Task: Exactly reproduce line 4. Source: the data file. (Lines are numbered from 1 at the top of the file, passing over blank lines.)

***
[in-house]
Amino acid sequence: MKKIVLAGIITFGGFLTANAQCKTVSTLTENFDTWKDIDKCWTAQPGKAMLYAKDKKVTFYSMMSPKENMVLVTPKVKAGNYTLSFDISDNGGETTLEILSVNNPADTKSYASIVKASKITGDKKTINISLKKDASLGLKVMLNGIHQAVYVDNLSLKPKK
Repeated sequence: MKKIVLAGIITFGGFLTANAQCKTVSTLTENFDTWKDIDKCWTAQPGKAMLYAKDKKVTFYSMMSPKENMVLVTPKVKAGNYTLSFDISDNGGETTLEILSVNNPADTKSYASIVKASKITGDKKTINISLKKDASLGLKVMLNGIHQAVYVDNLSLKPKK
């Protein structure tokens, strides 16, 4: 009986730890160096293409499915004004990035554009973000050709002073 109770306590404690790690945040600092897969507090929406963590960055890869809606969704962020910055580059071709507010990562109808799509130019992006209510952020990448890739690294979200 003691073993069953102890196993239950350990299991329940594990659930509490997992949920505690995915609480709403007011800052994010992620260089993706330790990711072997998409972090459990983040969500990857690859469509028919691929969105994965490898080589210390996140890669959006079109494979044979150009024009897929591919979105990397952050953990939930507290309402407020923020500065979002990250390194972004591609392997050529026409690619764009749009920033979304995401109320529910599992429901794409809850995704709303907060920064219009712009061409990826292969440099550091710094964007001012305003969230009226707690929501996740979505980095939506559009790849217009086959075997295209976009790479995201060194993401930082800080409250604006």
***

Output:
């Protein structure tokens, strides 16, 4: 009986730890160096293409499915004004990035554009973000050709002073 109770306590404690790690945040600092897969507090929406963590960055890869809606969704962020910055580059071709507010990562109808799509130019992006209510952020990448890739690294979200 003691073993069953102890196993239950350990299991329940594990659930509490997992949920505690995915609480709403007011800052994010992620260089993706330790990711072997998409972090459990983040969500990857690859469509028919691929969105994965490898080589210390996140890669959006079109494979044979150009024009897929591919979105990397952050953990939930507290309402407020923020500065979002990250390194972004591609392997050529026409690619764009749009920033979304995401109320529910599992429901794409809850995704709303907060920064219009712009061409990826292969440099550091710094964007001012305003969230009226707690929501996740979505980095939506559009790849217009086959075997295209976009790479995201060194993401930082800080409250604006």